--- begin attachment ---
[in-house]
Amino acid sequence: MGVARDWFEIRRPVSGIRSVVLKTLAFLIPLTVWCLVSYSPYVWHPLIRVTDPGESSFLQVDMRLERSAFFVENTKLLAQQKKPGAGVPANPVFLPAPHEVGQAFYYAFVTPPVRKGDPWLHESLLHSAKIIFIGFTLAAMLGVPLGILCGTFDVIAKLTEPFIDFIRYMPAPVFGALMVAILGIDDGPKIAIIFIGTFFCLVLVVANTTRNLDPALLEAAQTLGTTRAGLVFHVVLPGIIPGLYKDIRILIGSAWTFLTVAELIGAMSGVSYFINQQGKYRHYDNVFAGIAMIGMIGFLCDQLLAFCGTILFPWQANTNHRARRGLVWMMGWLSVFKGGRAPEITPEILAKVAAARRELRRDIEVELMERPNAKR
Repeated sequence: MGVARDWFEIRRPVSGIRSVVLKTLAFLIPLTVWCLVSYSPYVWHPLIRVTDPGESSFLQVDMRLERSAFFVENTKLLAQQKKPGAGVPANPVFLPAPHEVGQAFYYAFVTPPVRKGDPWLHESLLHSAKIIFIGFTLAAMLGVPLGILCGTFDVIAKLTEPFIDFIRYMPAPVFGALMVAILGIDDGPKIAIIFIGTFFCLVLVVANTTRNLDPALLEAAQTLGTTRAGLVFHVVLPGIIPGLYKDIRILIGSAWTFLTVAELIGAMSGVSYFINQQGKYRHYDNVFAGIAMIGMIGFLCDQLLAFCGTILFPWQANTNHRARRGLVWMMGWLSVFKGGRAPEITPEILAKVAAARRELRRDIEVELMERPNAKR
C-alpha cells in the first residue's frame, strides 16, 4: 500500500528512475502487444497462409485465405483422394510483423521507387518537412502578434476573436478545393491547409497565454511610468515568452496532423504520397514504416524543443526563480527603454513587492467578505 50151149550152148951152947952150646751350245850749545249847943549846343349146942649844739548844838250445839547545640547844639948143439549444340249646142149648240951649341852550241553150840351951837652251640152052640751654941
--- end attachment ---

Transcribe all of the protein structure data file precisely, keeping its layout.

[in-house]
Amino acid sequence: MGVARDWFEIRRPVSGIRSVVLKTLAFLIPLTVWCLVSYSPYVWHPLIRVTDPGESSFLQVDMRLERSAFFVENTKLLAQQKKPGAGVPANPVFLPAPHEVGQAFYYAFVTPPVRKGDPWLHESLLHSAKIIFIGFTLAAMLGVPLGILCGTFDVIAKLTEPFIDFIRYMPAPVFGALMVAILGIDDGPKIAIIFIGTFFCLVLVVANTTRNLDPALLEAAQTLGTTRAGLVFHVVLPGIIPGLYKDIRILIGSAWTFLTVAELIGAMSGVSYFINQQGKYRHYDNVFAGIAMIGMIGFLCDQLLAFCGTILFPWQANTNHRARRGLVWMMGWLSVFKGGRAPEITPEILAKVAAARRELRRDIEVELMERPNAKR
Repeated sequence: MGVARDWFEIRRPVSGIRSVVLKTLAFLIPLTVWCLVSYSPYVWHPLIRVTDPGESSFLQVDMRLERSAFFVENTKLLAQQKKPGAGVPANPVFLPAPHEVGQAFYYAFVTPPVRKGDPWLHESLLHSAKIIFIGFTLAAMLGVPLGILCGTFDVIAKLTEPFIDFIRYMPAPVFGALMVAILGIDDGPKIAIIFIGTFFCLVLVVANTTRNLDPALLEAAQTLGTTRAGLVFHVVLPGIIPGLYKDIRILIGSAWTFLTVAELIGAMSGVSYFINQQGKYRHYDNVFAGIAMIGMIGFLCDQLLAFCGTILFPWQANTNHRARRGLVWMMGWLSVFKGGRAPEITPEILAKVAAARRELRRDIEVELMERPNAKR
C-alpha cells in the first residue's frame, strides 16, 4: 500500500528512475502487444497462409485465405483422394510483423521507387518537412502578434476573436478545393491547409497565454511610468515568452496532423504520397514504416524543443526563480527603454513587492467578505 50151149550152148951152947952150646751350245850749545249847943549846343349146942649844739548844838250445839547545640547844639948143439549444340249646142149648240951649341852550241553150840351951837652251640152052640751654941